In Zimbabwe, an estimated 3 million people, including 2 million children, urgently require humanitarian assistance in 2023. This is due to (i) climatic shocks (floods and drought worsened by El Niño events), (ii) a protracted and deteriorating economic environment, and (iii) regular disease outbreaks including typhoid, cholera and measles.
What are the needs?
An escalating cholera outbreak has seen nearly 10,000 infections and over 200 deaths since February 2023. In addition, over 1.3 million people living with HIV. Consequently, the country’s health system is overwhelmed.
The crude mortality rate remains above 2%, raising concerns about case management and quality of care. The cholera outbreak is driven by poor water and sanitation infrastructure, sewer bursts, erratic water supply, a shortage of water treatment chemicals and unsafe hygiene practices.
The situation is worsened by rapid urban population growth, with large numbers of people settling in areas lacking water and proper sewage.
High inflation, rising food prices and fluctuating exchange rates have put additional strains on already impoverished households. Food and commodity prices are expected to increase.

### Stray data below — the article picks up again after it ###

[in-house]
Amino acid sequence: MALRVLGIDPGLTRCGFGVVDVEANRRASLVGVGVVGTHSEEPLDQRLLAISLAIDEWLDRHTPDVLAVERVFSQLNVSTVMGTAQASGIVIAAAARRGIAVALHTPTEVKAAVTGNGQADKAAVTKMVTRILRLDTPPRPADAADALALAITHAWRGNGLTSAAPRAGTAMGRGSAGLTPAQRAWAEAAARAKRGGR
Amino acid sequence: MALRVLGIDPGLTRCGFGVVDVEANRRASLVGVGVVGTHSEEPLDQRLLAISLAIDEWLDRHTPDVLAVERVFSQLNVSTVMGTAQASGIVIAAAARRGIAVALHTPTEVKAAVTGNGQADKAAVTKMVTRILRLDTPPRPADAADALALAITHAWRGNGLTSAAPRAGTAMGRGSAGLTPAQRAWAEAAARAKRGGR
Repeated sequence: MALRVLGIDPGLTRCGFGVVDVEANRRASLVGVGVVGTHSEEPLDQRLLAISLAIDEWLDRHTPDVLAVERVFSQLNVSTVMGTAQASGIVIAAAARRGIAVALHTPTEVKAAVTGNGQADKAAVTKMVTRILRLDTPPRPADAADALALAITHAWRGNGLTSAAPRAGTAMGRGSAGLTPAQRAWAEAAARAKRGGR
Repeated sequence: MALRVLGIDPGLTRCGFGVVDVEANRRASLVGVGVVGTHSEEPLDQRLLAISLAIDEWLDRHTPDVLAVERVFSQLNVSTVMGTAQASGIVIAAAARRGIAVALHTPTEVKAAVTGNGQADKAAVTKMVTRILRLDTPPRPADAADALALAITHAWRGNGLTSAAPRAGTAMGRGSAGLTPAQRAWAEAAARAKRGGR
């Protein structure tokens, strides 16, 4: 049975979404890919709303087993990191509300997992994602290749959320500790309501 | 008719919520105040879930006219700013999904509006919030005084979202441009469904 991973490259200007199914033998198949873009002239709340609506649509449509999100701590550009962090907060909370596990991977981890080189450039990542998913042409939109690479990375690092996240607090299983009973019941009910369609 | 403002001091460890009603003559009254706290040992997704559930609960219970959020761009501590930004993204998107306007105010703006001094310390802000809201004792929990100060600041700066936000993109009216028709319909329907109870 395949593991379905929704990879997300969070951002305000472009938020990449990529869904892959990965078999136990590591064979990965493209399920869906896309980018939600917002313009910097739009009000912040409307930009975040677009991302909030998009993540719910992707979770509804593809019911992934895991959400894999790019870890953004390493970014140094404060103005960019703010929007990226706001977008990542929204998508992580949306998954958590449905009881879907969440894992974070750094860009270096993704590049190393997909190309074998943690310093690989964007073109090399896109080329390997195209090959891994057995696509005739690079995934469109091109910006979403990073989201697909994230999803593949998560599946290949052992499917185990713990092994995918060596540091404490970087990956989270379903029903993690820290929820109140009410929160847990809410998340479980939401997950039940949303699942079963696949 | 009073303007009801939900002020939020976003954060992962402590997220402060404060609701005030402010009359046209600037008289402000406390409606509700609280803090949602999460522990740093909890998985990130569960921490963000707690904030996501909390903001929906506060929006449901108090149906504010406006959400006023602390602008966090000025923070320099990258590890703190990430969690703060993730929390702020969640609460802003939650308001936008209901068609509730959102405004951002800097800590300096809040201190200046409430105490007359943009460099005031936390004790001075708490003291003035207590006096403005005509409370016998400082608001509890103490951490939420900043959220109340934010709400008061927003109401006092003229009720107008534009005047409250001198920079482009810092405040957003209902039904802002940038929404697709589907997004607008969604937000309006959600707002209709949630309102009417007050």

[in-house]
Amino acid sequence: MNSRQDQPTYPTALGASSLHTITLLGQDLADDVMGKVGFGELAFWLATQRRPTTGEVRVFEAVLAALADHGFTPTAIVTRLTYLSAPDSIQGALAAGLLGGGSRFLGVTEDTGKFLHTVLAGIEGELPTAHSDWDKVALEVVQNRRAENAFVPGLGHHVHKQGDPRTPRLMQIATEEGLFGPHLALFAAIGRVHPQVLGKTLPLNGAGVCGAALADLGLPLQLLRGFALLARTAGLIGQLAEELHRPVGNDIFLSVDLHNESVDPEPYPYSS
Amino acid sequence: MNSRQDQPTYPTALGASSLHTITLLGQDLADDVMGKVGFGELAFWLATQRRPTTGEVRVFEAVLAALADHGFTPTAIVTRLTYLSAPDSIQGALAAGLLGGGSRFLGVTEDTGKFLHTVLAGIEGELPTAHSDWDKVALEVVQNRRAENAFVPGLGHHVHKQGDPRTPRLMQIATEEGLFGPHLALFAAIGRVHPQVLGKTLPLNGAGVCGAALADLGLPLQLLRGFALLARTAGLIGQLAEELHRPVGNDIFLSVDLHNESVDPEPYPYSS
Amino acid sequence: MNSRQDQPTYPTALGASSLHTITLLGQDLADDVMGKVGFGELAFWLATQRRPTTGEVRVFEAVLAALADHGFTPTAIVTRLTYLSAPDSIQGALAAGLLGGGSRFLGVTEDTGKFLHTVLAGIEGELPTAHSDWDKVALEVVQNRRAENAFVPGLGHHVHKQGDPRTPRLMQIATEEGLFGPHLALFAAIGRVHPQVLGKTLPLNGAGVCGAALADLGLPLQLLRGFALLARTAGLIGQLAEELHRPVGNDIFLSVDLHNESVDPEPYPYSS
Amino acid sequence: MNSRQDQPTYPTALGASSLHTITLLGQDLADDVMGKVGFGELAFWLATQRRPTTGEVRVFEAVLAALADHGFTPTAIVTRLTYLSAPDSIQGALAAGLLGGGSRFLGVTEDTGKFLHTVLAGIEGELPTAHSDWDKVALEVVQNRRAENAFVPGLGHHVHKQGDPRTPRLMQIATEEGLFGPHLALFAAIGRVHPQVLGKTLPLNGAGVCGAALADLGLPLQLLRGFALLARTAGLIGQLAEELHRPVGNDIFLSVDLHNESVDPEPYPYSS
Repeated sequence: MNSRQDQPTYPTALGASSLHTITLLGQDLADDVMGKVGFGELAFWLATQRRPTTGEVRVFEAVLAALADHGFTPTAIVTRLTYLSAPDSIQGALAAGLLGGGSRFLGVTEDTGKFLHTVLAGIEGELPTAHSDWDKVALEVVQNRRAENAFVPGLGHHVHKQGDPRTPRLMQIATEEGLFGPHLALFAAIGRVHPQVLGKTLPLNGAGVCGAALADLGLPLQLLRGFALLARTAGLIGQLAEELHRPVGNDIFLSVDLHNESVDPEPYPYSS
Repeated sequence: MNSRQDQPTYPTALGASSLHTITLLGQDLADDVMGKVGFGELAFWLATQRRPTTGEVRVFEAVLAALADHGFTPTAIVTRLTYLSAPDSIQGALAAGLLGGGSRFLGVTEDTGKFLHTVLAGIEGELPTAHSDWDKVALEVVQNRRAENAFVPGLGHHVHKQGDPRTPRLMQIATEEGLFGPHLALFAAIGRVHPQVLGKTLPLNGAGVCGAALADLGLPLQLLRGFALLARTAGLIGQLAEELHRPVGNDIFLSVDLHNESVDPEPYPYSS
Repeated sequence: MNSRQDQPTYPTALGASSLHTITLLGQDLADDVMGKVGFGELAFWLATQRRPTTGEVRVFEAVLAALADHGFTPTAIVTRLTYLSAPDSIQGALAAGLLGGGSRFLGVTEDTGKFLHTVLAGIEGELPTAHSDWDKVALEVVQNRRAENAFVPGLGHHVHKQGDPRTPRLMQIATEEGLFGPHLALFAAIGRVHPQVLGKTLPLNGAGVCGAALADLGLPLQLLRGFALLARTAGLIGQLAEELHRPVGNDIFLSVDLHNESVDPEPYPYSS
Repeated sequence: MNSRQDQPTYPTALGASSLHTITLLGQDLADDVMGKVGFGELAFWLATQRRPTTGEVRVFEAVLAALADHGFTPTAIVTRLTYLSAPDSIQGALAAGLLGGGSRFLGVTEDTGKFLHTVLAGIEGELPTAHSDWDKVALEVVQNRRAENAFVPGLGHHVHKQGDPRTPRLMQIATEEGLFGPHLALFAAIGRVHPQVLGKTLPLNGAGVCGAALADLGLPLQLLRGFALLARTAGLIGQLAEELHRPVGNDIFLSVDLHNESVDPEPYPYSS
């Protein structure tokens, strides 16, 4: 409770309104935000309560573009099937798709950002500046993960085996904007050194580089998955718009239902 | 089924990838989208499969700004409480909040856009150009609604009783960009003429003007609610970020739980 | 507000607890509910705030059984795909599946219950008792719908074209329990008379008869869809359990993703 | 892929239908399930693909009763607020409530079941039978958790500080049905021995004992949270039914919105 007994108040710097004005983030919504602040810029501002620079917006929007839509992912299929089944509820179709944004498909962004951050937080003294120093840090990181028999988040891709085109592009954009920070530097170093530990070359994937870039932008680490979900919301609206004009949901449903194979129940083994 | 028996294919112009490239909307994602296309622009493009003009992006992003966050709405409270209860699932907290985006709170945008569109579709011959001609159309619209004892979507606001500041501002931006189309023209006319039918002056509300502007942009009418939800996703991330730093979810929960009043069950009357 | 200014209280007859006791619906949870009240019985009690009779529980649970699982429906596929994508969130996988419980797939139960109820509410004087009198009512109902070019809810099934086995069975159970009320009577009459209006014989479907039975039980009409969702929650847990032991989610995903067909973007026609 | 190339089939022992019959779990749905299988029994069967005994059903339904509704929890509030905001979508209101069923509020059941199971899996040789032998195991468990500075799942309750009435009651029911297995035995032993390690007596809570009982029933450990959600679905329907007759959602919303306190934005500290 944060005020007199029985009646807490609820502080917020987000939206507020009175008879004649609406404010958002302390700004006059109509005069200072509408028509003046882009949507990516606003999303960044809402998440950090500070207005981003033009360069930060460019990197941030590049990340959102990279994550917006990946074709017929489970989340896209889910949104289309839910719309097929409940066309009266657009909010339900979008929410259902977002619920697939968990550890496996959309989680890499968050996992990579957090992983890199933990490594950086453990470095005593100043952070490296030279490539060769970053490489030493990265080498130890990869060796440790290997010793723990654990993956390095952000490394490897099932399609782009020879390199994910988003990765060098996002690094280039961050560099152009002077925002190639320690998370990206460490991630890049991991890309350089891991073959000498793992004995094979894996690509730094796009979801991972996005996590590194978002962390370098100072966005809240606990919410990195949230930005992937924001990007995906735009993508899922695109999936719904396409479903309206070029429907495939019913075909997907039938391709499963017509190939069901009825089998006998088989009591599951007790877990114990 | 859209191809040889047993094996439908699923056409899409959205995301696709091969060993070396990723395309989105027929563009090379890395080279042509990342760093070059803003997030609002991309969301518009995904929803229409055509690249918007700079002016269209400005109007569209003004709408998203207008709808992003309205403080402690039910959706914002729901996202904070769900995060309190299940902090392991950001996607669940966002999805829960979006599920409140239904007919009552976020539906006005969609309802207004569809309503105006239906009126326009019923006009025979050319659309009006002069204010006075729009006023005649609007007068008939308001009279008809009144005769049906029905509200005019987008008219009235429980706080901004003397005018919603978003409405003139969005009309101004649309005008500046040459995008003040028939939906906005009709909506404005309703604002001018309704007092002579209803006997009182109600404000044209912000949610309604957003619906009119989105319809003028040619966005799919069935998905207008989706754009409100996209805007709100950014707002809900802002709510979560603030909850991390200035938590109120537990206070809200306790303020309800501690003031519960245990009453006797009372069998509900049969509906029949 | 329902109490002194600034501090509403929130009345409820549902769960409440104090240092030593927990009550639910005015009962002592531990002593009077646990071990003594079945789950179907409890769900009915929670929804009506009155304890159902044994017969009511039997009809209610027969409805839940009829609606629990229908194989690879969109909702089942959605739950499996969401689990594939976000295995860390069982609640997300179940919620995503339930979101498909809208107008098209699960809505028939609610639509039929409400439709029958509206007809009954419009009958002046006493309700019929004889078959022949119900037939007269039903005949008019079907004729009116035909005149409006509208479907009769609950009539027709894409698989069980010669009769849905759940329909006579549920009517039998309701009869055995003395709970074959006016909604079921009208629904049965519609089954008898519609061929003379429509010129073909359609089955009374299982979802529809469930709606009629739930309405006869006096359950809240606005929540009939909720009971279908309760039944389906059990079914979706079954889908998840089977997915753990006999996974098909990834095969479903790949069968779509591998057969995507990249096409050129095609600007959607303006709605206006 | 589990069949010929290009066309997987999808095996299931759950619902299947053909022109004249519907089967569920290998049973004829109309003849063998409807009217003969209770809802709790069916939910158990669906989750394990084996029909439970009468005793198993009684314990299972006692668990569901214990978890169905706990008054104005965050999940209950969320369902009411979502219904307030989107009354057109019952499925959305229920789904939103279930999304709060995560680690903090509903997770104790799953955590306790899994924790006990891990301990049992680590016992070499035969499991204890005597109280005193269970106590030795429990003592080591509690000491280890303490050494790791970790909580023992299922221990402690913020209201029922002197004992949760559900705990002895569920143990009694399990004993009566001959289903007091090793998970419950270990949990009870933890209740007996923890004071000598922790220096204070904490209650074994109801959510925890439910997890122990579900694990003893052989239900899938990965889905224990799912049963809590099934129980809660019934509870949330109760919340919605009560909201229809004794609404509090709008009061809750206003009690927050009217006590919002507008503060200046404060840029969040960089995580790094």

Nearly 4.25 million people (26% of the population) are projected to face food insecurity in 2023-2024. As a result, vulnerable households are increasingly resorting to desperate coping mechanisms, such as skipping meals, transactional sex, and early/child marriage.
Meanwhile, tightened immigration laws and xenophobic attacks in South Africa may force up to 250,000 Zimbabweans to return to Zimbabwe in 2024. This adds more pressure on communities already suffering from unemployment and strained social services.
Zimbabwe also hosts about 24,000 refugees, a majority of whom urgently needing food, shelter, education, and protection.
How are we helping?
In 2023, the EU allocated €8.4 million in humanitarian assistance. This includes €4 million to reduce food insecurity among vulnerable urban populations through multi-purpose cash assistance. 1 million was allocated in November 2023 to support the response to the cholera epidemic.
The funding also supports disaster preparedness and health promotion to vulnerable populations.
The EU reinforces local authorities’ capacity to respond to epidemics, support and protect vulnerable migrant returnees, enhance preparedness for displacement, and improve the management of mixed migration flows.
Last updated: 01/12/2023
Facts & figures
1.5 million people in urban areas and 2.7 million people population are estimated to be acutely food insecure.
Zimbabwe hosts about 24,000 refugees
EU humanitarian funding:
€8.4million in 2023
€6.8 million in 2022